It's not uncommon for the government to give with one hand but to take away with the other, and this week Inland Revenue Department released its interpretation on how the clean car discount scheme would interact with the tax legislation

For tax purposes the clean car rebate would reduce the cost of the vehicle thereby reducing your depreciation.

If however you purchase what is regarded as a high emitting vehicle and have to pay an additional fee this would increase the cost of the vehicle meaning if the vehicle is provided for private use and fringe benefit tax is payable the cost base is increased meaning a greater FBT amount is due.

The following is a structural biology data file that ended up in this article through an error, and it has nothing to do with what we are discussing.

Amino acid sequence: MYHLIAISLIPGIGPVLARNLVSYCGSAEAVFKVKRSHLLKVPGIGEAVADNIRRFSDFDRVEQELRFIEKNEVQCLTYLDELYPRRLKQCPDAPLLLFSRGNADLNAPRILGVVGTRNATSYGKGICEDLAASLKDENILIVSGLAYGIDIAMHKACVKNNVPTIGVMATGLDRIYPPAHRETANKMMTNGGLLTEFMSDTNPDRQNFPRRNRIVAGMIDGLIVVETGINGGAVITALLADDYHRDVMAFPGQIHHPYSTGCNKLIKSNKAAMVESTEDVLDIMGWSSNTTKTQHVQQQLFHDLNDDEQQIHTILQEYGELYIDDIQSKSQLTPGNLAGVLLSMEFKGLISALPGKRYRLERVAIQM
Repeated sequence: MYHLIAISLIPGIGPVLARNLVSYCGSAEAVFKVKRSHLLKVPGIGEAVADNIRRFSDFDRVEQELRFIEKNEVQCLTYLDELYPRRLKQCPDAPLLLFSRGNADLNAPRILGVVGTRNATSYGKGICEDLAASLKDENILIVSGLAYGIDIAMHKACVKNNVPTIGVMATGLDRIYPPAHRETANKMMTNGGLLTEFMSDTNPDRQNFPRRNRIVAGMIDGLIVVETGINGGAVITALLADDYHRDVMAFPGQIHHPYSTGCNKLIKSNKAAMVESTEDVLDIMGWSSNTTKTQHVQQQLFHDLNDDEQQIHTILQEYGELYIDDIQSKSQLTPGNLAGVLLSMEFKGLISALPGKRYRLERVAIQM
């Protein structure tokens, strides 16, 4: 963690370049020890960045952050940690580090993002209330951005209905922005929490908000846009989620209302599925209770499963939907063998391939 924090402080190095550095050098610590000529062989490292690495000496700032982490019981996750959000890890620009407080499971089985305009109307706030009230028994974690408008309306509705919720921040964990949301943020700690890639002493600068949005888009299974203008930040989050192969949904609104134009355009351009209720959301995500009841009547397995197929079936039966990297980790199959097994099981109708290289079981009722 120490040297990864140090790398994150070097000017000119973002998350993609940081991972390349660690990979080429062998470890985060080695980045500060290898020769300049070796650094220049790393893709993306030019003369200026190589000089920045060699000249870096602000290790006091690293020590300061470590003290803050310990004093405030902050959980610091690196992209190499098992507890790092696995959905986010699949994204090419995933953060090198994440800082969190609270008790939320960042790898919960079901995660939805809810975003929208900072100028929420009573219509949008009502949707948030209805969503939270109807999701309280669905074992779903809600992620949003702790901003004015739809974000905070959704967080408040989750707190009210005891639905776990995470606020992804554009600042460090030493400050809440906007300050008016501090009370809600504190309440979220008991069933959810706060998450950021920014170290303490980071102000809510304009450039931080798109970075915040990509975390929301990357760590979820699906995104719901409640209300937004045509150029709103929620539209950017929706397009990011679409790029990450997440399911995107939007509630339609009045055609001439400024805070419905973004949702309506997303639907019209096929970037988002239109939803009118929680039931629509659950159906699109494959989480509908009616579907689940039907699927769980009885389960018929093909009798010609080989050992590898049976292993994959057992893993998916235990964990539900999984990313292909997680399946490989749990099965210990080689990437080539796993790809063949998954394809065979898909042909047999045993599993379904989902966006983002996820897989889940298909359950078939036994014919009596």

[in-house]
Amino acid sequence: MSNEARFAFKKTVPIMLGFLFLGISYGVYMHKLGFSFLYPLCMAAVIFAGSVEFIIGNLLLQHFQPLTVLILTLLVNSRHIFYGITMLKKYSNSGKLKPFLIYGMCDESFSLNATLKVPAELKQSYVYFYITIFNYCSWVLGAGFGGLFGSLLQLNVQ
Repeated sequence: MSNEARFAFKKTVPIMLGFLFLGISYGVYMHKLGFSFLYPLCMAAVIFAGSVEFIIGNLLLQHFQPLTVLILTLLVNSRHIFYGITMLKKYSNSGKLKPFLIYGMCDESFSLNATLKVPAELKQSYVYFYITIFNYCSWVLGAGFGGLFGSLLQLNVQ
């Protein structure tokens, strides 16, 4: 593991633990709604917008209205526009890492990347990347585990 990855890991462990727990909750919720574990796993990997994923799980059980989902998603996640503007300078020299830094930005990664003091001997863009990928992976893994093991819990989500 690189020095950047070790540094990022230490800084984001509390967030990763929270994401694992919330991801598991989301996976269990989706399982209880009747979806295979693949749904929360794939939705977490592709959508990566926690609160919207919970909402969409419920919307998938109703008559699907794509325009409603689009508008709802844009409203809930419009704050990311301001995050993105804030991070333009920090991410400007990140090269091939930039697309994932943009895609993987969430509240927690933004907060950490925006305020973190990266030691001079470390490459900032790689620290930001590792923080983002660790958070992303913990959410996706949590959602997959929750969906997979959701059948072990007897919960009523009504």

If you are GST registered the clean car discount would need to be returned for GST purposes.

The net result of the above would be if a $8,625 rebate was provided to a business on the purchase and EV they would have to account to IRD for $1,125 of GST and then reduce the vehicle value for depreciation purposes by $7500 the net effect of both of these over the life of the vehicle is that the taxpayer will pay back or lose the tax benefit of equivalent to $3,225 (assuming a 28% tax rate) out of the $8,625 rebate, bringing the after-tax rebate down to $5,400.

While none of this is surprising it does change the economics, to a degree, for the purchase of the EV.